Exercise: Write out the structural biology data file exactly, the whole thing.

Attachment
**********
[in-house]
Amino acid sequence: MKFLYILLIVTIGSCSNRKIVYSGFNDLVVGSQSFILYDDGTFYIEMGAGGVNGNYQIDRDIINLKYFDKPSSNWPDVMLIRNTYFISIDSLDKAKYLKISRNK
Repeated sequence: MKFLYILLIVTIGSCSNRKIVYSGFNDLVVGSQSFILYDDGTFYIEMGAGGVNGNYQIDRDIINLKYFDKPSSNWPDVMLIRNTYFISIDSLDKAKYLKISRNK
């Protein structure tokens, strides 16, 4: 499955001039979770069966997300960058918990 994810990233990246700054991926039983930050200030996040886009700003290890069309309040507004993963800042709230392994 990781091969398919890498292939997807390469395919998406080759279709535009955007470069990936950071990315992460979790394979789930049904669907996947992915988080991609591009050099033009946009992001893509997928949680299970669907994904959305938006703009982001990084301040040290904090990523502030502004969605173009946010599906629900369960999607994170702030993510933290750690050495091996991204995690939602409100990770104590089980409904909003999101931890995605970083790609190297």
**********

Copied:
[in-house]
Amino acid sequence: MKFLYILLIVTIGSCSNRKIVYSGFNDLVVGSQSFILYDDGTFYIEMGAGGVNGNYQIDRDIINLKYFDKPSSNWPDVMLIRNTYFISIDSLDKAKYLKISRNK
Repeated sequence: MKFLYILLIVTIGSCSNRKIVYSGFNDLVVGSQSFILYDDGTFYIEMGAGGVNGNYQIDRDIINLKYFDKPSSNWPDVMLIRNTYFISIDSLDKAKYLKISRNK
């Protein structure tokens, strides 16, 4: 499955001039979770069966997300960058918990 994810990233990246700054991926039983930050200030996040886009700003290890069309309040507004993963800042709230392994 990781091969398919890498292939997807390469395919998406080759279709535009955007470069990936950071990315992460979790394979789930049904669907996947992915988080991609591009050099033009946009992001893509997928949680299970669907994904959305938006703009982001990084301040040290904090990523502030502004969605173009946010599906629900369960999607994170702030993510933290750690050495091996991204995690939602409100990770104590089980409904909003999101931890995605970083790609190297």